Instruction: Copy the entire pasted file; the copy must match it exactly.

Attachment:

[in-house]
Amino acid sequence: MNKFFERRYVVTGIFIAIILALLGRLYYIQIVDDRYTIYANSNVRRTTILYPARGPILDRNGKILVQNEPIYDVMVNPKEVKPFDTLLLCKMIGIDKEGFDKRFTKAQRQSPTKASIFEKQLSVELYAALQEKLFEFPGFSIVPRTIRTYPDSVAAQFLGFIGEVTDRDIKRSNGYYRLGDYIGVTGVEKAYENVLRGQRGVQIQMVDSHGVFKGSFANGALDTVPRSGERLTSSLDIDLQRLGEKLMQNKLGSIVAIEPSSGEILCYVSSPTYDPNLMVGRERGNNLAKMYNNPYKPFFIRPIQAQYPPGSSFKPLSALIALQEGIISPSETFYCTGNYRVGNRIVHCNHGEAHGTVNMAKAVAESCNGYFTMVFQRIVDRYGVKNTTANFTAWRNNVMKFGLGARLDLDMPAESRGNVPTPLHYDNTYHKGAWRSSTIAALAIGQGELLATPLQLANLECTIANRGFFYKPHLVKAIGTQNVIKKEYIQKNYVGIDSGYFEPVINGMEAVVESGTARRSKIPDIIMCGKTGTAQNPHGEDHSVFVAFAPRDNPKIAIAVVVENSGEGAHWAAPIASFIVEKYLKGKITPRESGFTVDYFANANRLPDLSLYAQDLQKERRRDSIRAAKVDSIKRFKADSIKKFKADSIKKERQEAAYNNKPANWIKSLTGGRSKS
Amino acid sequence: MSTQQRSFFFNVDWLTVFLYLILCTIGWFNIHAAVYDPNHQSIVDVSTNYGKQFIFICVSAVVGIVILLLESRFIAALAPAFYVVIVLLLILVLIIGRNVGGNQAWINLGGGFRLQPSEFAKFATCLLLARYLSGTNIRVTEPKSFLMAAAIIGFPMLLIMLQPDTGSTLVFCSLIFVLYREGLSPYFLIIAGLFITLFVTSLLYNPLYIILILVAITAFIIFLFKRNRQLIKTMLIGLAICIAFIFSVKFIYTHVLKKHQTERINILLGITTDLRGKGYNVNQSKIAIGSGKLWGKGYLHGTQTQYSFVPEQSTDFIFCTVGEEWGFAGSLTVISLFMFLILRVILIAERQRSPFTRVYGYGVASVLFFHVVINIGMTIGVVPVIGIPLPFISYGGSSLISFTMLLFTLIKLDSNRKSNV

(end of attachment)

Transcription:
[in-house]
Amino acid sequence: MNKFFERRYVVTGIFIAIILALLGRLYYIQIVDDRYTIYANSNVRRTTILYPARGPILDRNGKILVQNEPIYDVMVNPKEVKPFDTLLLCKMIGIDKEGFDKRFTKAQRQSPTKASIFEKQLSVELYAALQEKLFEFPGFSIVPRTIRTYPDSVAAQFLGFIGEVTDRDIKRSNGYYRLGDYIGVTGVEKAYENVLRGQRGVQIQMVDSHGVFKGSFANGALDTVPRSGERLTSSLDIDLQRLGEKLMQNKLGSIVAIEPSSGEILCYVSSPTYDPNLMVGRERGNNLAKMYNNPYKPFFIRPIQAQYPPGSSFKPLSALIALQEGIISPSETFYCTGNYRVGNRIVHCNHGEAHGTVNMAKAVAESCNGYFTMVFQRIVDRYGVKNTTANFTAWRNNVMKFGLGARLDLDMPAESRGNVPTPLHYDNTYHKGAWRSSTIAALAIGQGELLATPLQLANLECTIANRGFFYKPHLVKAIGTQNVIKKEYIQKNYVGIDSGYFEPVINGMEAVVESGTARRSKIPDIIMCGKTGTAQNPHGEDHSVFVAFAPRDNPKIAIAVVVENSGEGAHWAAPIASFIVEKYLKGKITPRESGFTVDYFANANRLPDLSLYAQDLQKERRRDSIRAAKVDSIKRFKADSIKKFKADSIKKERQEAAYNNKPANWIKSLTGGRSKS
Amino acid sequence: MSTQQRSFFFNVDWLTVFLYLILCTIGWFNIHAAVYDPNHQSIVDVSTNYGKQFIFICVSAVVGIVILLLESRFIAALAPAFYVVIVLLLILVLIIGRNVGGNQAWINLGGGFRLQPSEFAKFATCLLLARYLSGTNIRVTEPKSFLMAAAIIGFPMLLIMLQPDTGSTLVFCSLIFVLYREGLSPYFLIIAGLFITLFVTSLLYNPLYIILILVAITAFIIFLFKRNRQLIKTMLIGLAICIAFIFSVKFIYTHVLKKHQTERINILLGITTDLRGKGYNVNQSKIAIGSGKLWGKGYLHGTQTQYSFVPEQSTDFIFCTVGEEWGFAGSLTVISLFMFLILRVILIAERQRSPFTRVYGYGVASVLFFHVVINIGMTIGVVPVIGIPLPFISYGGSSLISFTMLLFTLIKLDSNRKSNV